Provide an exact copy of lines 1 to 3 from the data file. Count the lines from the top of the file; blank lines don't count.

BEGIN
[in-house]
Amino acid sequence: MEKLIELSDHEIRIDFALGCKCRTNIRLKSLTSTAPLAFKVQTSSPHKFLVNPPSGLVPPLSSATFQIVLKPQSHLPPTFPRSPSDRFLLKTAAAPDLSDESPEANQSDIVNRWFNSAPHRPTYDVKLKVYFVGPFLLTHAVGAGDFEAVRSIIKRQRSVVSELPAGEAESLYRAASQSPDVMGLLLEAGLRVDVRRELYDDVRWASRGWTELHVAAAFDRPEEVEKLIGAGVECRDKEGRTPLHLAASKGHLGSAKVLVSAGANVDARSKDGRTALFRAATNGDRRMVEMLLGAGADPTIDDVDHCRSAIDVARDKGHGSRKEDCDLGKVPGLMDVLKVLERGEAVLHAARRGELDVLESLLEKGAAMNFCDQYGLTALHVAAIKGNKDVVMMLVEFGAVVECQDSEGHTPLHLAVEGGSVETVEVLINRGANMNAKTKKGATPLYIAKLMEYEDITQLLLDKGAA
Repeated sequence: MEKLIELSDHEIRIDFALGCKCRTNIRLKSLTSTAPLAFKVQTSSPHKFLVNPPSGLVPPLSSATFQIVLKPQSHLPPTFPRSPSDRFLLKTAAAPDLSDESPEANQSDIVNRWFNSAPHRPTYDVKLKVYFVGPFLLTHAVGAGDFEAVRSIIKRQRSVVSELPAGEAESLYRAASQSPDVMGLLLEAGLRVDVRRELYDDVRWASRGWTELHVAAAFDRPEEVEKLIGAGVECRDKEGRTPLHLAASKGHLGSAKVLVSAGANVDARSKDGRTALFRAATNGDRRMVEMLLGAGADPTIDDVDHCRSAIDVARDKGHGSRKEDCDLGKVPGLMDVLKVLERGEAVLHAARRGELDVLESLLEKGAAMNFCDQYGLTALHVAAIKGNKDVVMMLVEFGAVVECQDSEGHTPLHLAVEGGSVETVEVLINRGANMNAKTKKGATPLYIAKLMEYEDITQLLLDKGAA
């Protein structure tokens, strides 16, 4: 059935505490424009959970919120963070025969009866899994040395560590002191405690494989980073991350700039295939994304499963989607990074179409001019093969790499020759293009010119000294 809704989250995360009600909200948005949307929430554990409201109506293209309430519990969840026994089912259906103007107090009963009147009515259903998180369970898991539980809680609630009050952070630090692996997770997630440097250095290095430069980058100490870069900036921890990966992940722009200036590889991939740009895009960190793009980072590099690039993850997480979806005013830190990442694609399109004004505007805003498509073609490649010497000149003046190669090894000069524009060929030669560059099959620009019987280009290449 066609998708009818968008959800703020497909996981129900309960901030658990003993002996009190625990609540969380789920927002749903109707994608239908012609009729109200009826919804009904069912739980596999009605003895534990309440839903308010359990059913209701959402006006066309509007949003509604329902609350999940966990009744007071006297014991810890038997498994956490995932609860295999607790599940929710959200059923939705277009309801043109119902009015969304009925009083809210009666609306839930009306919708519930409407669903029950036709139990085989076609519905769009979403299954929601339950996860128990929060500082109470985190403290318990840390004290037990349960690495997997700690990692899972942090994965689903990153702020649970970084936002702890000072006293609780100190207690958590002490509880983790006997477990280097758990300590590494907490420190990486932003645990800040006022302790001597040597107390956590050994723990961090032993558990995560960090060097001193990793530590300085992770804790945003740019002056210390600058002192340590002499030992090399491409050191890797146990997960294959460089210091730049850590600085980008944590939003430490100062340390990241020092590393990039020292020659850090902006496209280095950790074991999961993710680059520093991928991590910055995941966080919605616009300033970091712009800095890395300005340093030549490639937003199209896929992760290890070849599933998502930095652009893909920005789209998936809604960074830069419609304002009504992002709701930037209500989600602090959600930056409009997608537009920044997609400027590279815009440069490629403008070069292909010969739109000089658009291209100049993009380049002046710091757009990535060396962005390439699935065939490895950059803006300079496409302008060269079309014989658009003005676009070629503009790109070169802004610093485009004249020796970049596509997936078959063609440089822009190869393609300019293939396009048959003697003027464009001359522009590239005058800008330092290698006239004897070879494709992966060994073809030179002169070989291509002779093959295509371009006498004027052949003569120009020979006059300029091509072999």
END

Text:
[in-house]
Amino acid sequence: MEKLIELSDHEIRIDFALGCKCRTNIRLKSLTSTAPLAFKVQTSSPHKFLVNPPSGLVPPLSSATFQIVLKPQSHLPPTFPRSPSDRFLLKTAAAPDLSDESPEANQSDIVNRWFNSAPHRPTYDVKLKVYFVGPFLLTHAVGAGDFEAVRSIIKRQRSVVSELPAGEAESLYRAASQSPDVMGLLLEAGLRVDVRRELYDDVRWASRGWTELHVAAAFDRPEEVEKLIGAGVECRDKEGRTPLHLAASKGHLGSAKVLVSAGANVDARSKDGRTALFRAATNGDRRMVEMLLGAGADPTIDDVDHCRSAIDVARDKGHGSRKEDCDLGKVPGLMDVLKVLERGEAVLHAARRGELDVLESLLEKGAAMNFCDQYGLTALHVAAIKGNKDVVMMLVEFGAVVECQDSEGHTPLHLAVEGGSVETVEVLINRGANMNAKTKKGATPLYIAKLMEYEDITQLLLDKGAA
Repeated sequence: MEKLIELSDHEIRIDFALGCKCRTNIRLKSLTSTAPLAFKVQTSSPHKFLVNPPSGLVPPLSSATFQIVLKPQSHLPPTFPRSPSDRFLLKTAAAPDLSDESPEANQSDIVNRWFNSAPHRPTYDVKLKVYFVGPFLLTHAVGAGDFEAVRSIIKRQRSVVSELPAGEAESLYRAASQSPDVMGLLLEAGLRVDVRRELYDDVRWASRGWTELHVAAAFDRPEEVEKLIGAGVECRDKEGRTPLHLAASKGHLGSAKVLVSAGANVDARSKDGRTALFRAATNGDRRMVEMLLGAGADPTIDDVDHCRSAIDVARDKGHGSRKEDCDLGKVPGLMDVLKVLERGEAVLHAARRGELDVLESLLEKGAAMNFCDQYGLTALHVAAIKGNKDVVMMLVEFGAVVECQDSEGHTPLHLAVEGGSVETVEVLINRGANMNAKTKKGATPLYIAKLMEYEDITQLLLDKGAA